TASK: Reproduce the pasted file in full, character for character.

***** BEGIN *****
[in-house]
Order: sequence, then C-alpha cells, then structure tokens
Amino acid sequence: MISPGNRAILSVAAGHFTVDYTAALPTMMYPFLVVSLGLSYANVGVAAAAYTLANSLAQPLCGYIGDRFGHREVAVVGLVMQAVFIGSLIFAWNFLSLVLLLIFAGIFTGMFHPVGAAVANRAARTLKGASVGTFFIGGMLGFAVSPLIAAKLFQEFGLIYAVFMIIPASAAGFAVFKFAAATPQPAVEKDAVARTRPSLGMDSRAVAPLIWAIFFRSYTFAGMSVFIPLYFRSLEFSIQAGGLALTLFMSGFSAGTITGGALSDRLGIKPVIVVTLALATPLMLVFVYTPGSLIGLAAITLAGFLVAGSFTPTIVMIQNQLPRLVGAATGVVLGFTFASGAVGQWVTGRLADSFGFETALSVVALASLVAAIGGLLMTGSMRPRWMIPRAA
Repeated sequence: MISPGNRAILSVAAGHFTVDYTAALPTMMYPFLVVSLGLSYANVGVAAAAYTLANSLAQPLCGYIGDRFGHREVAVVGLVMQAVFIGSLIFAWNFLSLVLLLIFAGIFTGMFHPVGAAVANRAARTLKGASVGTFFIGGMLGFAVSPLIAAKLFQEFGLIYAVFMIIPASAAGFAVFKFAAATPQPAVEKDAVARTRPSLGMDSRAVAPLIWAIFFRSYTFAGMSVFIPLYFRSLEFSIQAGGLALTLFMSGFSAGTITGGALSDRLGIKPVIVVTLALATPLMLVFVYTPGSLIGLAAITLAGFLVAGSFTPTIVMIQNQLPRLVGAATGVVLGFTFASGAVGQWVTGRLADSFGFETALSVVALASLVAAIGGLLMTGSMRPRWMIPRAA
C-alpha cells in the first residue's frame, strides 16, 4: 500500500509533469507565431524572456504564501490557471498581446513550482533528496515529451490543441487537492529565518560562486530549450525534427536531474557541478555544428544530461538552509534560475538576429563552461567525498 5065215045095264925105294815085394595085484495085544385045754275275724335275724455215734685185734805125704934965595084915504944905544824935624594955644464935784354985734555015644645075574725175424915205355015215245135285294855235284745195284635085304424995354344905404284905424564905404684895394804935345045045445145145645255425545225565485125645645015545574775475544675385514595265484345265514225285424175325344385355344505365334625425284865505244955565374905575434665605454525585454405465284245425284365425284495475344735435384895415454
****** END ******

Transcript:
[in-house]
Order: sequence, then C-alpha cells, then structure tokens
Amino acid sequence: MISPGNRAILSVAAGHFTVDYTAALPTMMYPFLVVSLGLSYANVGVAAAAYTLANSLAQPLCGYIGDRFGHREVAVVGLVMQAVFIGSLIFAWNFLSLVLLLIFAGIFTGMFHPVGAAVANRAARTLKGASVGTFFIGGMLGFAVSPLIAAKLFQEFGLIYAVFMIIPASAAGFAVFKFAAATPQPAVEKDAVARTRPSLGMDSRAVAPLIWAIFFRSYTFAGMSVFIPLYFRSLEFSIQAGGLALTLFMSGFSAGTITGGALSDRLGIKPVIVVTLALATPLMLVFVYTPGSLIGLAAITLAGFLVAGSFTPTIVMIQNQLPRLVGAATGVVLGFTFASGAVGQWVTGRLADSFGFETALSVVALASLVAAIGGLLMTGSMRPRWMIPRAA
Repeated sequence: MISPGNRAILSVAAGHFTVDYTAALPTMMYPFLVVSLGLSYANVGVAAAAYTLANSLAQPLCGYIGDRFGHREVAVVGLVMQAVFIGSLIFAWNFLSLVLLLIFAGIFTGMFHPVGAAVANRAARTLKGASVGTFFIGGMLGFAVSPLIAAKLFQEFGLIYAVFMIIPASAAGFAVFKFAAATPQPAVEKDAVARTRPSLGMDSRAVAPLIWAIFFRSYTFAGMSVFIPLYFRSLEFSIQAGGLALTLFMSGFSAGTITGGALSDRLGIKPVIVVTLALATPLMLVFVYTPGSLIGLAAITLAGFLVAGSFTPTIVMIQNQLPRLVGAATGVVLGFTFASGAVGQWVTGRLADSFGFETALSVVALASLVAAIGGLLMTGSMRPRWMIPRAA
C-alpha cells in the first residue's frame, strides 16, 4: 500500500509533469507565431524572456504564501490557471498581446513550482533528496515529451490543441487537492529565518560562486530549450525534427536531474557541478555544428544530461538552509534560475538576429563552461567525498 5065215045095264925105294815085394595085484495085544385045754275275724335275724455215734685185734805125704934965595084915504944905544824935624594955644464935784354985734555015644645075574725175424915205355015215245135285294855235284745195284635085304424995354344905404284905424564905404684895394804935345045045445145145645255425545225565485125645645015545574775475544675385514595265484345265514225285424175325344385355344505365334625425284865505244955565374905575434665605454525585454405465284245425284365425284495475344735435384895415454